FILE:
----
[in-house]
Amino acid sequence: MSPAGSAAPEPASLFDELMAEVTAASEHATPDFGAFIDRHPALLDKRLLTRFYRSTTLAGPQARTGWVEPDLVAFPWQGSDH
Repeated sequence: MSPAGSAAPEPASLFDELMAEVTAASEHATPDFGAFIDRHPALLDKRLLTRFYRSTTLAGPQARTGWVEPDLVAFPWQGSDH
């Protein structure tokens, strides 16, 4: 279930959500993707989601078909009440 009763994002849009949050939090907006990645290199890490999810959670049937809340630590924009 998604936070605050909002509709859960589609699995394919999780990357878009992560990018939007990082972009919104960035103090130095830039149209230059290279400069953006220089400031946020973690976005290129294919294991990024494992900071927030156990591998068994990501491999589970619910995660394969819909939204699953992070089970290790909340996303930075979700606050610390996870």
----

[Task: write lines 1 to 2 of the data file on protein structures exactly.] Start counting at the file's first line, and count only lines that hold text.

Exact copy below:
[in-house]
Amino acid sequence: MSPAGSAAPEPASLFDELMAEVTAASEHATPDFGAFIDRHPALLDKRLLTRFYRSTTLAGPQARTGWVEPDLVAFPWQGSDH